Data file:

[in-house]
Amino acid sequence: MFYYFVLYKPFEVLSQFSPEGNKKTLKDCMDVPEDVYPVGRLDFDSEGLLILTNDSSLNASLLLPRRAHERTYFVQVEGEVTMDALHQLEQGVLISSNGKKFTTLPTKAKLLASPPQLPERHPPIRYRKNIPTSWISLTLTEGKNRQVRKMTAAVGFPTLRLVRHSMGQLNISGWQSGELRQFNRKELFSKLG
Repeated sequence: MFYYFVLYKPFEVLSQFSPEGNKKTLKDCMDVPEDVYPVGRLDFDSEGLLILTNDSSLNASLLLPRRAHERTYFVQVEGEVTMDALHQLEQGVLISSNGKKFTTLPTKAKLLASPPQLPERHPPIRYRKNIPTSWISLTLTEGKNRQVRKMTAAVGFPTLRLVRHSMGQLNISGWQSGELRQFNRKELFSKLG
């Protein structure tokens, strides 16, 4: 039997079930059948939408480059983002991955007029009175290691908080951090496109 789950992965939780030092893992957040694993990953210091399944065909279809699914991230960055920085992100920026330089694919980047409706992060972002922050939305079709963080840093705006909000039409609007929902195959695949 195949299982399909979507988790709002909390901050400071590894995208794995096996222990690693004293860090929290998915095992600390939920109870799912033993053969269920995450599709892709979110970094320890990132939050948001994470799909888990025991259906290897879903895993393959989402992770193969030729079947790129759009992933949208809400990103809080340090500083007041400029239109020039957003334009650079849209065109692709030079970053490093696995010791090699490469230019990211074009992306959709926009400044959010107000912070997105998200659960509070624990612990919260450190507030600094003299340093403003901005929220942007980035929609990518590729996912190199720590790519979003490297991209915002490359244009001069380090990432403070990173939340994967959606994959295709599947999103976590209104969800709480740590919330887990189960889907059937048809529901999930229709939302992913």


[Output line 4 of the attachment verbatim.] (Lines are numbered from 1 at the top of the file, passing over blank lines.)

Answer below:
């Protein structure tokens, strides 16, 4: 039997079930059948939408480059983002991955007029009175290691908080951090496109 789950992965939780030092893992957040694993990953210091399944065909279809699914991230960055920085992100920026330089694919980047409706992060972002922050939305079709963080840093705006909000039409609007929902195959695949 195949299982399909979507988790709002909390901050400071590894995208794995096996222990690693004293860090929290998915095992600390939920109870799912033993053969269920995450599709892709979110970094320890990132939050948001994470799909888990025991259906290897879903895993393959989402992770193969030729079947790129759009992933949208809400990103809080340090500083007041400029239109020039957003334009650079849209065109692709030079970053490093696995010791090699490469230019990211074009992306959709926009400044959010107000912070997105998200659960509070624990612990919260450190507030600094003299340093403003901005929220942007980035929609990518590729996912190199720590790519979003490297991209915002490359244009001069380090990432403070990173939340994967959606994959295709599947999103976590209104969800709480740590919330887990189960889907059937048809529901999930229709939302992913």